But this capacity for reinvention does not mean the Internet and its descendants are without affordances altogether. In fact, one of the Net’s affordances flows directly out if its shape-shifting powers. Because the software networks are more malleable than earlier forms of media, they tend to engage more people in the process of deciding how they should work. In the days of analog telephony or radio, the number of people actively involved in the conversation about how these technologies should work was vanishingly small. If we have too much of anything on the Internet, it’s engagement: too many minds pushing the platform in new directions, too many voices arguing about the social and economic consequences of those changes. A medium that displays a capacity for reinvention tends, in the long run at least, to build up a much larger community of people who anted to help reinvent it.

Ultimately, Johnson poses, then answers, one of our era’s most profound questions:

So what does the Internet want? It wants to lower the cost for creating and sharing information. The notion sounds unimpeachable when you phrase it like that, until you realize all the strange places that kind of affordance ultimately leads to. The Internet wants to breed algorithms that can execute thousands of financial transactions per minute, and it wants to disseminate the #occupywallstreet meme across the planet. The Internet ‘wants’ both the Wall Street tycoons and the popular insurrection at its feet.

Can that strange, contradictory cocktail drive progress on its own? Perhaps — for the simple reason that it democratizes the control of information. When information is expensive and scarce, powerful or wealthy individuals or groups have a disproportionate impact on how that information circulates. But as it gets cheaper and more abundant, the barriers to entry are lowered. This is hardly a new observation, but everything that has happened over the last twenty years has confirmed the basic insight. That democratization has not always led to positive outcomes — think of those spam artists — but there is no contesting the tremendous, orders-of-magnitude increase in the number of people creating and sharing, thanks to the mass adoption of the Internet.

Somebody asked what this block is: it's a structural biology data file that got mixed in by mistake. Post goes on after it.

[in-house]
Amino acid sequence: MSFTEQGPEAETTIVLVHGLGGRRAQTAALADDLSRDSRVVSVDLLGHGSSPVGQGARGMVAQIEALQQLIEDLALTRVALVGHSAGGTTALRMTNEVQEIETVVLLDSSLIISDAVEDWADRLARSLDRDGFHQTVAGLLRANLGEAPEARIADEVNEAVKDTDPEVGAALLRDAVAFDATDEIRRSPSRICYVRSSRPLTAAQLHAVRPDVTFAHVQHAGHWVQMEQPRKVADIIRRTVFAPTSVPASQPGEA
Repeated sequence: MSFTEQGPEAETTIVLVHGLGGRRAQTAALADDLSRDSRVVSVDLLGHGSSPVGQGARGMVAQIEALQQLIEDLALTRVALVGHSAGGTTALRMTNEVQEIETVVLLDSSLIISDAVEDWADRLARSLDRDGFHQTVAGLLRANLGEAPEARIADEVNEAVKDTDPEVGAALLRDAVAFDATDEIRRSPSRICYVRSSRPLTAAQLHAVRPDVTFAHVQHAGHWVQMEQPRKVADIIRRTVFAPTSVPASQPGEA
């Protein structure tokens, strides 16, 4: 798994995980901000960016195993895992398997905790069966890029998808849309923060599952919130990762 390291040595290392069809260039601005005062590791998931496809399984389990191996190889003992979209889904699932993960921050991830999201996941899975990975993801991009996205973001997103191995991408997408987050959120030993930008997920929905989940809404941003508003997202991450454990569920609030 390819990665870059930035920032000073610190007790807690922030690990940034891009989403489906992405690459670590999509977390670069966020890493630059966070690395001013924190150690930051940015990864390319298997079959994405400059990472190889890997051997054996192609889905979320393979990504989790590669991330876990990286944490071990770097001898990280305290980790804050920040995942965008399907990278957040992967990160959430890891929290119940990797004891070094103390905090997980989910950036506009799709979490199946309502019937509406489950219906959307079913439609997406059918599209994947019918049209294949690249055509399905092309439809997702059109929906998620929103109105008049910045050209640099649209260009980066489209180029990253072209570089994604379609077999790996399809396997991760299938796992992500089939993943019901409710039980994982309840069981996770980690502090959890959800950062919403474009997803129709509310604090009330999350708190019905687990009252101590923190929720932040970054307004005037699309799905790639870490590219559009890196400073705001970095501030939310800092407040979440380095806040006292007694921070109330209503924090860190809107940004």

The peer progressive’s faith in the positive effects of the Internet rests on this democratic principle: When you give people more control over the flow of information and decision making in their communities, their social health improves — incrementally, in fits and starts, but also inexorably. Yes, when you push the intelligence out to the edges of the network, sometimes individuals or groups abuse those newfound privileges; a world without gatekeepers or planners is noisier and more chaotic. But the same is true of other institutions that have stood the test of time. Democracies on occasion elect charlatans or bigots or imbeciles; markets on occasion erupt in catastrophic bubbles, or choose to direct resources to trivial problems while ignoring the more pressing ones. We accept these imperfections because the alternatives are so much worse. The same is true of the Internet and the peer networks it has inspired. They are not perfect, far from it. But over the long haul, they produce better results than the Legrand Stars that came before them. They’re not utopias. They’re just leaning that way.

Future Perfect, which comes on the heels of Johnson’s Where Good Ideas Come From: The Natural History of Innovation (2010) and The Innovator’s Cookbook: Essentials for Inventing What Is Next (2011), goes on to examine the wide-reaching impact of the peer progressive movement through a fascinating cross-section of Johnson’s characteristic seeming-deviations-that-turn-out-to-be-brilliant-allegories-for-the-core-argument, spanning everything from the history of early aviation to New York’s mysterious maple syrup event of 2005 to what the “pothole paradox” tells us about the future of journalism.